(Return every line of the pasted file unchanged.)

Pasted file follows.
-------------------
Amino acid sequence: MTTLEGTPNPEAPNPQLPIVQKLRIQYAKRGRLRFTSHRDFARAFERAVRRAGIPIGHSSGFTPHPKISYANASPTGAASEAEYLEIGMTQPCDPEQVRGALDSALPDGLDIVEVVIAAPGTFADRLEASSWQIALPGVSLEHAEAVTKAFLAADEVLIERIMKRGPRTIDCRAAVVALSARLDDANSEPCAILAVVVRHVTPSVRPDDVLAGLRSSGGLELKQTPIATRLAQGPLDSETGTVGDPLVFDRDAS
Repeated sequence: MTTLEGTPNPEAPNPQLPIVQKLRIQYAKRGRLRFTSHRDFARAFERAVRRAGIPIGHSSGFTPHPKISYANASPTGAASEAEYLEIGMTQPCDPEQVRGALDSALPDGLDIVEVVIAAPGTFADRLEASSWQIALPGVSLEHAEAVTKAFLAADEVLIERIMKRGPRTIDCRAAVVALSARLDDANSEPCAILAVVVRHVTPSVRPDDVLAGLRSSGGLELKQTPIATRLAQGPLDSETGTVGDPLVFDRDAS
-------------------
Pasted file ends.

Amino acid sequence: MTTLEGTPNPEAPNPQLPIVQKLRIQYAKRGRLRFTSHRDFARAFERAVRRAGIPIGHSSGFTPHPKISYANASPTGAASEAEYLEIGMTQPCDPEQVRGALDSALPDGLDIVEVVIAAPGTFADRLEASSWQIALPGVSLEHAEAVTKAFLAADEVLIERIMKRGPRTIDCRAAVVALSARLDDANSEPCAILAVVVRHVTPSVRPDDVLAGLRSSGGLELKQTPIATRLAQGPLDSETGTVGDPLVFDRDAS
Repeated sequence: MTTLEGTPNPEAPNPQLPIVQKLRIQYAKRGRLRFTSHRDFARAFERAVRRAGIPIGHSSGFTPHPKISYANASPTGAASEAEYLEIGMTQPCDPEQVRGALDSALPDGLDIVEVVIAAPGTFADRLEASSWQIALPGVSLEHAEAVTKAFLAADEVLIERIMKRGPRTIDCRAAVVALSARLDDANSEPCAILAVVVRHVTPSVRPDDVLAGLRSSGGLELKQTPIATRLAQGPLDSETGTVGDPLVFDRDAS